What do you say? Do you like knowing more about the reader as a way of figuring out how much you’ll like the book? Do you think it might be time to once again re-examine how book bloggers read and write about books in terms of the time it takes and the little bit of influence it has…or any other reason for doing it which has somehow slipped my mind?

40 Comments leave one →
  1. January 28, 2013 9:01 am

    Knowing about the reader is sometimes the ONLY way I can tell if I will like the book. I mean, look at Nymeth. (Hi, Nymeth!) She makes EVERY book sound irresistible, but from reading her blog, I have a much better idea of who she is – and why I def. will not like some of the books she loves, but will adore others. It’s why I find the NYT book review interesting, but not compelling: I don’t know the reviewers, so I read the review for their opinion, but inwardly vow to collect several other opinions before I spring for the book. As for you, my imaginary friend, I hope with all my heart that you do not abandon blogging. I love your open subjectivity, and also (different topic altogether) rely on you for my weekly dose of poetry.

    • January 28, 2013 9:10 am

      I really didn’t mean this as a threat to abandon blogging, but did mean that I think occasionally (maybe annually) bloggers have to re-invest in the project or else, like anything else, it gets to be a rote exercise.
      Investing in pleasing a loyal audience member is always a pleasure, and helps me sort out what to keep if I’m going to throw out some of the old.

  2. January 28, 2013 9:14 am

    Well, I have a slight advantage here, in that I do know you, and I’ve read books you suggested and book that you required. *grins*

    There are definitely times when you love or loathe a book and while I take your thoughts on board as I decide “to read or not to read” I make my own choice, knowing where our tastes do not intersect. You tend to be a good waver of red flags.

    As NWK observed, you do keep me in poetry.

    • January 28, 2013 10:29 am

      Lemming, you are the very model of a modern NNP reader. I like it that you’re resistant, and I think you (like Teena, another former student) have no qualms about disagreeing with me precisely because you were once required to read books that I said would be “good for you.”

  3. January 28, 2013 9:15 am

    I’m with NWK, and it’s one of the reasons I like Goodreads. There are a couple people on there that if they like–or don’t like–a book, I’m 95% sure I’ll feel the same way, because when I read their reviews of books I’ve already read myself, we’re so much in agreement. And there are other people with whom I share certain tastes and not others, so I know roughly how far I can rely on their reviews.

    I do think it’s much harder when I haven’t read the book to disagree with the reviewer, but a well-written review can skirt this by being so clearly formulated that I understand the issues well enough to feel confident commenting even though I only know half of it. Similarly, though, it’s difficult to know the extent to which someone’s taste overlaps with my own until I have enough common points of reference.

    • January 28, 2013 10:39 am

      Interesting that you bring up Goodreads. I tried it (when invited by a former Writing Center student) but don’t have the listing/categorization/librarian turn of mind to find its attempt at completeness compelling.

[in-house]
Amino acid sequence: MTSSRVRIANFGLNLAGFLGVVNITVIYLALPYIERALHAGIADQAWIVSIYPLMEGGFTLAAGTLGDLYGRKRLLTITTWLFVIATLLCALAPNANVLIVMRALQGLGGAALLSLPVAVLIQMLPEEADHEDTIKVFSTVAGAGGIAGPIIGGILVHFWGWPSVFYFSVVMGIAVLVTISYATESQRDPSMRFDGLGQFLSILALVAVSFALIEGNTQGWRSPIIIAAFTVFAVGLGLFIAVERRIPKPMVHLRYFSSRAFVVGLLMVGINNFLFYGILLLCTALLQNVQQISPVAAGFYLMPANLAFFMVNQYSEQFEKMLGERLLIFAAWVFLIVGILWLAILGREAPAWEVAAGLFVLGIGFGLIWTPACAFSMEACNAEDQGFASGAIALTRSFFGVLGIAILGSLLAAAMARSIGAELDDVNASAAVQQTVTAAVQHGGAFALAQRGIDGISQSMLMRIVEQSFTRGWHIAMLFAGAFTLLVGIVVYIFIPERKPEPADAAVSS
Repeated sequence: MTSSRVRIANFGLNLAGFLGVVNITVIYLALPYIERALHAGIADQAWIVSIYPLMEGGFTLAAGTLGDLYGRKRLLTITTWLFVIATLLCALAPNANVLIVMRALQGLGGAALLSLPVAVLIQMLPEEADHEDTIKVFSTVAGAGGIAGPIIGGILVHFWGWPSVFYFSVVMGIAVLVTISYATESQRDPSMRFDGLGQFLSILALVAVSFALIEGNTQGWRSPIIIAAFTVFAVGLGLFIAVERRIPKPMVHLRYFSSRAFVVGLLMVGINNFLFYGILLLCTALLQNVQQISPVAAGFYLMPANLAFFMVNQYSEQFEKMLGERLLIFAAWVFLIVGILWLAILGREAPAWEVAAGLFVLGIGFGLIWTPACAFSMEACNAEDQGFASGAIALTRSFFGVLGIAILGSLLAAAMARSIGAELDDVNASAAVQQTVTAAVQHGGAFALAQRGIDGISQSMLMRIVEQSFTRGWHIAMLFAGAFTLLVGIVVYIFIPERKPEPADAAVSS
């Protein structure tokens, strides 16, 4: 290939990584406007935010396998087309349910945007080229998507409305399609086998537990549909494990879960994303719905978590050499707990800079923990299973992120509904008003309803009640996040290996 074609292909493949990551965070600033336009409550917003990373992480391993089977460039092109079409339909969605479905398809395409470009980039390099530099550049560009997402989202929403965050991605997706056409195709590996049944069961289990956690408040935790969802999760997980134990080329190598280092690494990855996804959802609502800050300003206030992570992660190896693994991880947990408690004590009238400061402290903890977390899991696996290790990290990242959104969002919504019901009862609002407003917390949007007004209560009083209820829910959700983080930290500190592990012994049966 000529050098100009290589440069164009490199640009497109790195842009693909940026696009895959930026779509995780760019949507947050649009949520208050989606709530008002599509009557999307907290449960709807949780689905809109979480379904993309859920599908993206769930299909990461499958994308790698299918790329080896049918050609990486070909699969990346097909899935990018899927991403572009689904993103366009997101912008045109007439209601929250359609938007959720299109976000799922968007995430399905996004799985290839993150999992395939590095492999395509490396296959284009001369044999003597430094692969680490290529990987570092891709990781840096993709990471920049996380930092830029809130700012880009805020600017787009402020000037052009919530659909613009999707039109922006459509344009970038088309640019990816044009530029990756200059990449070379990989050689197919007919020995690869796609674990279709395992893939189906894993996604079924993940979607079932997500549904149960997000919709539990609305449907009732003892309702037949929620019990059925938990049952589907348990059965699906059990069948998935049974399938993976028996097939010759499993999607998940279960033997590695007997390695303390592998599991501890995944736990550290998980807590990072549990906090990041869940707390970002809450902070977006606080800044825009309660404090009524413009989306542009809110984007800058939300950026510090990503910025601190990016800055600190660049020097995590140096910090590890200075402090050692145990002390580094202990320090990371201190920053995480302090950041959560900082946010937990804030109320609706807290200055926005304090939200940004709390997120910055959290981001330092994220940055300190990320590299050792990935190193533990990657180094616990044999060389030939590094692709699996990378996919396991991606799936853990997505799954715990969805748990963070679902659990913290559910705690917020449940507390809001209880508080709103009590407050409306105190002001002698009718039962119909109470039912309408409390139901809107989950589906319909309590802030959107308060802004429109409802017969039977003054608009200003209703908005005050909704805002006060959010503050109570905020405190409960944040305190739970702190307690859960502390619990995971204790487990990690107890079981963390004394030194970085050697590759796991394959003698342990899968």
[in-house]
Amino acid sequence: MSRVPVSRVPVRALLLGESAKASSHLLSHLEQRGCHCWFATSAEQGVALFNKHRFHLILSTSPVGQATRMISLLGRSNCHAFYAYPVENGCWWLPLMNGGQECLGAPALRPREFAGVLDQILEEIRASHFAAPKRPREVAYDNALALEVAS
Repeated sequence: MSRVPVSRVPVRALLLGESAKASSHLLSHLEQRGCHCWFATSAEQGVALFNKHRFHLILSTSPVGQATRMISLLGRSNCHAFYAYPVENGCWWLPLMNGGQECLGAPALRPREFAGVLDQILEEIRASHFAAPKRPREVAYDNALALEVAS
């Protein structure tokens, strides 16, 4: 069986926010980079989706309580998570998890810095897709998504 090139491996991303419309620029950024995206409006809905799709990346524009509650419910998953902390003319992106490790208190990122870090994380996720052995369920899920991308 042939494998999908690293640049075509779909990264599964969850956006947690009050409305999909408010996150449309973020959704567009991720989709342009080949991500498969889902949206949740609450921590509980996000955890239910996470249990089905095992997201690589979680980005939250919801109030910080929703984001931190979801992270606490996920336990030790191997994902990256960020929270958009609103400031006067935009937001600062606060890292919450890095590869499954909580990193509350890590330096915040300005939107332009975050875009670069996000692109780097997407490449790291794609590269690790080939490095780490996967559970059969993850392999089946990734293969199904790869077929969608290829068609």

On the other hand, sometimes I find the arbitrary nature of what a blogger chooses to review that week as less than useful. Why should anyone care what I suddenly felt the need to read, unless it’s a preview of something about to be published, which establishes an occasion for writing?
      I think that’s what I’m looking for–more of a sense of occasion.

  4. January 28, 2013 9:54 am

    “What do they [pro critics] offer, if not objectivity?” Knowledge. The answer to that question is “knowledge.”

    For example, one thing Wilson, a pro, offers in this book is an extraordinary and fascinating one-chapter history of Quebecois music.

    I know I am in a tiny minority here. What I like and do not like seems like the absolute least interesting thing about books and blogging. How does Wilson move to liking Dion? by understanding her and her audience, through knowledge.

    That “songwriter named Stephen Merritt,” by the way, is a genius: very funny, enormously creative. He makes a good foil to Dion – Dion is always sincere, Merritt rarely. That line about catharsis is not meant sincerely! And Wilson dang well knows it.

    • January 28, 2013 10:28 am

      Oh, Tom, as usual you raise some very good points. Where you use the word “knowledge” I would use the word “context” instead. Having little context for an argument about the music Wilson is discussing, I had no idea that Merritt’s line was meant to be ironic and Wilson was twisting it around for his own purposes.
      The chapter on Quebecois music was interesting, but for me it was a side issue. I don’t think I have much knowledge about Quebec from reading that and the funny bits about Quebecois separatism in Infinite Jest. I am building up a sense of context, though, which I can share with readers who haven’t yet built up a picture from such bits and pieces.
      I’m over the kind of idealism that assumes adults are going to spend their free time trying to increase their knowledge without being invited in a certain direction, but still have that didactic bent, you know?